Everyone wins with the BPTO’s improvement
The Director of Patents, Computer Programs, and Topographies of Integrated Circuits (DIRPA) of the BPTO, Liane Elizabeth Caldeira Lage, guarantees that the BPTO’s Backlog Elimination Project, which aims to eliminate 80% of the approximately 160,000 pending patent applications within two years, is the type of business where everyone will benefit. The user will have exams analyzed faster, the examiner will preserve his autonomy and the entity will avoid rework and increase productivity. The BPTO measures still the system’s gains and productivity. “Our expectation of reducing the stock by 80% in two years is dynamic and shall be evaluated step by step”, said the Director of DIRPA.
The Plan is based on two BPTO Resolutions, which govern the preliminary requirement of the patent-pending application. But while 240 deals with requests in which the examiner himself searches, 241 makes use of the prior search of patent offices in other countries. Together, the two resolutions have a deadly burden on the backlog, as they dramatically simplify and reduce exam time. One of the biggest benefits of terminating or significantly reducing backlogs is that the BPTO may significantly reduce the waiting time for a patent. If under the current system, a patent takes an average of ten years to be granted, the expectation is to reduce this period to two years after the request for examination. With this performance, the BPTO would be in line with its best international counterparts.
According to Liane Lage, searches based on prior documents produced by international offices have legal backing in Brazilian Law and are used worldwide. She does not believe that under the new system there may be a flood of lawsuits questioning the quality of the examination under Resolution 240, which deals with requests in which the examiner himself searches, and Resolution 241, which establishes the use of the prior search of other offices. Usually, she explains, the applications with the highest incidence of judicial litigation are those that have subsidies, involving a third-party, but these are examined in the conventional methodology, using complementary search beyond the search abroad.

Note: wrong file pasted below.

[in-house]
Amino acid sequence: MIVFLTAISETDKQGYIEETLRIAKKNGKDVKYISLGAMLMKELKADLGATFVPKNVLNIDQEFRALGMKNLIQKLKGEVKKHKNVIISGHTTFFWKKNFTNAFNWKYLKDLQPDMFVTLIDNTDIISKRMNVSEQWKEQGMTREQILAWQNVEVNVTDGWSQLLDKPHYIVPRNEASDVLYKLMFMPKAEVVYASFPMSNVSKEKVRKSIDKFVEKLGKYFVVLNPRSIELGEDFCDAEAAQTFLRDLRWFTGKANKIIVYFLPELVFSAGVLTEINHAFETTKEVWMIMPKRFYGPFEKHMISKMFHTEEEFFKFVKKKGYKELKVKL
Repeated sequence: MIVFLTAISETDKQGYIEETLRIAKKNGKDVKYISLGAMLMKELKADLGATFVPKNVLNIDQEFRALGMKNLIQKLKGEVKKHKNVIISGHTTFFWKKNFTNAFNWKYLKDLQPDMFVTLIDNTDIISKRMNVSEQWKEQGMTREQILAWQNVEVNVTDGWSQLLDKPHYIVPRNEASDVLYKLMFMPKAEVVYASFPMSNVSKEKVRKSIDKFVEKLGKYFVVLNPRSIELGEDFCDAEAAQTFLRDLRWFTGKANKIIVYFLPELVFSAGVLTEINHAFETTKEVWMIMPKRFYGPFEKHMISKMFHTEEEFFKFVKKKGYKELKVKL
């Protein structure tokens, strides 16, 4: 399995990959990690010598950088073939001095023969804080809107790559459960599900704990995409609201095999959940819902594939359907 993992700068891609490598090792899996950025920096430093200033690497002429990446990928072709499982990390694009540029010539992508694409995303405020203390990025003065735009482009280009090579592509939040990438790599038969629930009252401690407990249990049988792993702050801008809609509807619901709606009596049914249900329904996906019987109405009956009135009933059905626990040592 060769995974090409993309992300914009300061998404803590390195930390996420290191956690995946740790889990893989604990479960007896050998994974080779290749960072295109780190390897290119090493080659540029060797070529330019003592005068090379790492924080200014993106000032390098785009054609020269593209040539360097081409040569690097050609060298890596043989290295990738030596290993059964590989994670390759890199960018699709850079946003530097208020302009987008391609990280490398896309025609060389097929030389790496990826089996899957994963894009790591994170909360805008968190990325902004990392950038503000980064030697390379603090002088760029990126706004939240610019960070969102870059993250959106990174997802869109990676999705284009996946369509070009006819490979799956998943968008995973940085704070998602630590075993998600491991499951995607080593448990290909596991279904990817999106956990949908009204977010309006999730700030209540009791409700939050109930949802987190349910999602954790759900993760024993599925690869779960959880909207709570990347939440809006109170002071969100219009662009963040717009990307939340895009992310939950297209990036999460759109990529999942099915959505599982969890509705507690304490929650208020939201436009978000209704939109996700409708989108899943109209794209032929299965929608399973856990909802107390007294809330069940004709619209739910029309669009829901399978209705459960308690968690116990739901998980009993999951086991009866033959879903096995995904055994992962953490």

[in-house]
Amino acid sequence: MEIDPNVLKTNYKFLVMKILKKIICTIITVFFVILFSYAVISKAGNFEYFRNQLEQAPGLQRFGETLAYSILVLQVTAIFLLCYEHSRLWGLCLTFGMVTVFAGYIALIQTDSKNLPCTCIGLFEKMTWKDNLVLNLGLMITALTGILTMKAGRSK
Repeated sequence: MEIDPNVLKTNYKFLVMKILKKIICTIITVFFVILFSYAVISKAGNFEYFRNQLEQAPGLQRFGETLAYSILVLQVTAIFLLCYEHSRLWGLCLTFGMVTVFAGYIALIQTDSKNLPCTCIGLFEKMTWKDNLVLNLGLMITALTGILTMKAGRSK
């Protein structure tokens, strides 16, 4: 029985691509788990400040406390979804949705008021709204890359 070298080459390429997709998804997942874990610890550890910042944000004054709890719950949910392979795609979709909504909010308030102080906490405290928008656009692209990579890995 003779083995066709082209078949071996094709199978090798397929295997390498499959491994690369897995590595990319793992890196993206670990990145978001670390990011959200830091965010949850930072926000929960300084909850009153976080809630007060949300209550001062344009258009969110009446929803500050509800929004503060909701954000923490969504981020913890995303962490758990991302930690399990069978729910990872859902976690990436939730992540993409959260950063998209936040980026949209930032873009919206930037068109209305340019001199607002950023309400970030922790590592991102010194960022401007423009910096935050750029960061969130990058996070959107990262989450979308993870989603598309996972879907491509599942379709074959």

For the director of DIRPA, there is no question of the quality of examinations and opinions signed by foreign institutions of proven efficiency that, by the way, are based on international standards, differing only in some aspects of the legislation of each country. In this sense, it is good to emphasize that, according to art. 27 of the TRIPS Agreement, to which Brazil is a signatory, novelty and inventive activity are universal patentability requirements, being similar in this respect, for example, to the Brazilian and European legislation. Liane Lage cited, such as the Japanese Patent Office (JPO), which traditionally uses external searches in specific cases, just as the BPTO will do. “It would be very arrogant of us to think that renowned international patent offices produce inferior opinions than ours”, she says.
The Director of DIRPA explains that the new methodology, which will focus on applications filed by 2016, assures the patent examiner autonomy over the examination, because despite being based on anteriority, he gives the final say, granting or rejecting an examination procedure. Lage also says that there is also no loss of scores for payment purposes since the performance scoring system will continue to focus on the actual work effort undertaken. In order to meet the monthly target, the examiner must add 10 points through various procedures, and included in this sum is the analysis of the first examination after the preliminary requirement, the applications via the PCT (multilateral treaty allowing the request for the protection of an invention simultaneously in a large number of countries, by filing a single international patent application), the subsidized examination, and the priority examination without any preliminary requirement.
The main change in the backlog score is that the search and preliminary requirement to be met by the applicant, which was an assignment of the examiner, is now done by the head or coordinator. Participation in this procedure, internally called 6.21, also attracted the interest of some examiners, despite having a low score. After the preliminary requirement phase, the request is already adjusted to the anteriorities, and when it reaches the examiner for a first examination, the work effort is reduced. It will be up to the examiner to read the applicant’s statement, check anteriorities, and evaluate the framework for making or not making a new requirement.
The BPTO’s goal of reducing the backlog by 80% within two years was based on data from a 2018 pilot project that also used the anteriority search. At the time, DIRPA found that 45% of the requests were decided at first examination and that around 25% of the requests did not attend the proceedings and were filed. “These are processes that have been stalled for so long that the applicant is no longer interested”, explains Liane Lage.